An article titled "Lindsey & Tiger: Why Strong Women Date Weak Men" is getting a lot of play this week. But I think it's missing the point.
I don't think Tiger Woods is a "scummy guy." And I don't think Lindsey Vonn is failing to slalom around any red flags. I don't think there has to be anything wrong with her and I'm not convinced that there's anything fundamentally wrong with him.
I also don't believe he's "weak man." In fact, many are arguing these days that he's anything but. He just won the Bay Hill Classic this weekend. He's in a new relationship. Some might even argue he's "back." I don't know that anyone had any real doubts that he would make a strong reappearance on the golf scene.
And did anyone really think for a minute that Woods would never date again or that only some self-loathing gold digger would have any interest in him? If so, that's short-sighted, to say the least. Woods, like all of us, is more than the sum of his parts. And he is certainly more than his infidelities.
Yes, there were many of those infidelities. And, yes, they were horribly hurtful to his beautiful wife and children. But they were still just one part of him. Not all of him. So, of course he would fall in love again and, of course, someone would fall in love with him.
If we all stayed away from people who made mistakes, all of us -- I mean all of us -- would be alone. Vonn is not crazy for embarking on a relationship with Woods. The question is whether she is prepared to negotiate a relationship that will work for both of them. When the Tiger Woods scandal first broke, I wrote a piece for Newsweek how unsurprising I found the affairs because the behavior fit right in with his lifestyle and personality.
I had no doubt that one day he'd be back in a high-profile relationship. My only hope was that it would be with someone secure enough and self-aware enough to know what exactly she was getting into and she might go into the relationships prepared to work together with him consciously and proactively to make it work.
What could that mean? Well, it might mean that monogamy is not part of their deal. Now, before you go bouncing off the walls in outrage, hear me out. Many people are not in monogamous relationships and we all know that's the case. Some of them have "don't ask, don't tell" arrangements; others are involved in flat-out lying; and at least some percentage have agreed on this arrangement because it works with instead of against our biology.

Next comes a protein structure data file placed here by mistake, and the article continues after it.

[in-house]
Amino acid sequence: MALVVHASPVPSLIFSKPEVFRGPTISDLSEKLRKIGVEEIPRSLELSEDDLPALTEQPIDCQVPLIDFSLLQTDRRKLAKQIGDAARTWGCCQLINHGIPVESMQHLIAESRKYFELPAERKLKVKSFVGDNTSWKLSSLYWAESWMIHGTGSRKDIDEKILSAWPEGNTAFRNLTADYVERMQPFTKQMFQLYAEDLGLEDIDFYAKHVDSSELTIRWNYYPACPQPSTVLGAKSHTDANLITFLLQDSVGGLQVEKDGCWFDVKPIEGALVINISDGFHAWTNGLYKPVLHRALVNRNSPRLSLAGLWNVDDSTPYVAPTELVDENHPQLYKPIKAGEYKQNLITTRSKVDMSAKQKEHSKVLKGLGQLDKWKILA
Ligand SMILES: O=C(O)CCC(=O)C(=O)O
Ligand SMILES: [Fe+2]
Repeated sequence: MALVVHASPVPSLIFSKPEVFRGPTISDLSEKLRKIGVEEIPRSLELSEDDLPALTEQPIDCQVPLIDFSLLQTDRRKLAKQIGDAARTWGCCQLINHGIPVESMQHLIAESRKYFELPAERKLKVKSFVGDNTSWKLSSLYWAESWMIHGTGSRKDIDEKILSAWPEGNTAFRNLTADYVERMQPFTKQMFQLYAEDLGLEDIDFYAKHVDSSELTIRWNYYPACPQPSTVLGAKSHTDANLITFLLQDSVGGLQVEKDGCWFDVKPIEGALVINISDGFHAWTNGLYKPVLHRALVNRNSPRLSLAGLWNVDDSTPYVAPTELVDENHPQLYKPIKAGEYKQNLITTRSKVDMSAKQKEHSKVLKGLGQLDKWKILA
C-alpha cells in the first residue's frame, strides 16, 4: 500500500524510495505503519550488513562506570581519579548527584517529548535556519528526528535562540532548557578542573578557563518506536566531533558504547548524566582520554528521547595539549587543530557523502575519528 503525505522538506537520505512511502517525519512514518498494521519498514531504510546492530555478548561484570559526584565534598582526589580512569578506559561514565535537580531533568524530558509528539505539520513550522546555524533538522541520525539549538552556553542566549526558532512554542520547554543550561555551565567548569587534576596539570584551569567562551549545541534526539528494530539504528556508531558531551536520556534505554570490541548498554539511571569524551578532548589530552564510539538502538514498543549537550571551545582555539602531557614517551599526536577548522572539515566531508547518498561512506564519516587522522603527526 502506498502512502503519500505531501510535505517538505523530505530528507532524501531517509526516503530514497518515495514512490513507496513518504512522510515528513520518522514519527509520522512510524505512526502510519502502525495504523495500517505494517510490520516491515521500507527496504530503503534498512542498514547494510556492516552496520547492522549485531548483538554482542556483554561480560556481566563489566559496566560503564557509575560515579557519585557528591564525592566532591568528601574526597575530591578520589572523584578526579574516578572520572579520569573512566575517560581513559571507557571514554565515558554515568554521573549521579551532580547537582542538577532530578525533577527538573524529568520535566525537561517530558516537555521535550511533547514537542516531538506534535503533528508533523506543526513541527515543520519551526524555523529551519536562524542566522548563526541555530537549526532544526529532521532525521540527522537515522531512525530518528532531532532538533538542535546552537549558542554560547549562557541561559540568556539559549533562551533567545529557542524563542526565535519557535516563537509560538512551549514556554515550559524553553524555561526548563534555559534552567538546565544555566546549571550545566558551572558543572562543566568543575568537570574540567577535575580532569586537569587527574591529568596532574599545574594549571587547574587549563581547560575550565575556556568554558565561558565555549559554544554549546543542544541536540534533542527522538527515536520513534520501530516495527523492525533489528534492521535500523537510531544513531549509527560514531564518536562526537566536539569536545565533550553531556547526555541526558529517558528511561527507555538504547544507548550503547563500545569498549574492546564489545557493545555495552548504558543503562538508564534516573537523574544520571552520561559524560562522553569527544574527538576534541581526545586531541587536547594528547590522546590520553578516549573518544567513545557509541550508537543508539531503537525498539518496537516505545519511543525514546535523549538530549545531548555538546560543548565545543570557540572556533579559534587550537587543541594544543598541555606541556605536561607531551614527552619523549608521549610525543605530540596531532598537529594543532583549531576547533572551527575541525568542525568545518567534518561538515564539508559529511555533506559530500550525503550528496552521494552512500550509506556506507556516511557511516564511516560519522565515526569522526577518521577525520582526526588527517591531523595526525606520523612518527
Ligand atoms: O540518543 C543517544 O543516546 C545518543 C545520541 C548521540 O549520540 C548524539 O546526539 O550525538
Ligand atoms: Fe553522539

Monogamy may not be part of our natural state of being. (Read Sex at Dawn if you want clarification.) That doesn't mean that there's anything wrong with choosing monogamy. But what that does mean is that choosing non-monogamy is an equally valid choice.
Here's the thing. People are already choosing non-monogamy. But they are doing it dishonestly and hurting their partners as a result. We are a country organized in pairs and heterosexual "monogamous" marriage rules the day on paper. To my mind, it's time to get real. It's time to organize our relationships in a manner that suits our reality, not our religious-driven fantasy.
I hate to be the bearer of bad news, but there is no one out there to "complete you." If you want a fabulous relationship, you have to already be complete. You also have to be ready to be honest about who you really are and what you really want. Making that decision for yourself is about being an evolved human being. It's about forgetting what Disney and the religious right is pushing and doing what you know works for you and those with whom you are involved.
Tiger Woods isn't a bad guy. He did a bad thing. But the bad thing he did was not so much sleeping with other women. It was not negotiating with his wife that he wanted that arrangement. He cheated on her and that's not acceptable. But non-monogamy is something we have to start discussing if we ever want to improve our national marriage stats and decrease our rates of affairs.
Nearly every TV show, every movie, every book, has jokes about the "old ball and chain" or about getting a "hall pass" or about the misery of being "stuck" in a marriage. All of that joking and moaning is based in the fact that when we get involved in relationships, particularly when we get married, we don't think that there might be another way to do things.
There is. Your own way.
You choose the way you eat, pray, parent, work, exercise, medicate, everything. Except for relationships. When it comes to that, as a country, we sanction only heterosexual, monogamous marriage and that's crazy. That is certifiably crazy. We are not all the same. We do not all live the same. Why and how would we all have the same exact style of relationship?
Lindsey Vonn is not a dumb girl. At least not as far as I can tell. She has a right not to be judged for her choice to date Woods. We have got to lay off the judging. We don't really know what's going on in other people's bedrooms and we shouldn't know. I'd like to think that maybe Woods has met his match in Vonn. That maybe she's strong enough to really accept who he is.
If this celeb union is supposed to be some sort of teachable moment, I hope that it's not just about avoiding "scummy men" and is instead about like this:
1. Infidelity is not nice. But it is not unforgivable.
2. People are not their mistakes.
3. No one really knows the whole story behind someone else's relationship.
4. Being with someone who cheated does not make you a cheater or an idiot or a doormat
or a starry-eyed dreamer. It makes you human.
5. It's time to rethink our moratorium against non-monogamy.
I just hope for both Woods' and Vonn's sakes that they really talk about who they are and what they want. People can change but they can't escape their nature. And both of them, like all of us, deserve to be in happy, healthy relationships of our own design.
In the name of full disclosure, Cristina Goyanes, who wrote "Lindsey & Tiger: Why Strong Women Date Weak Men" is a respected colleague and friend.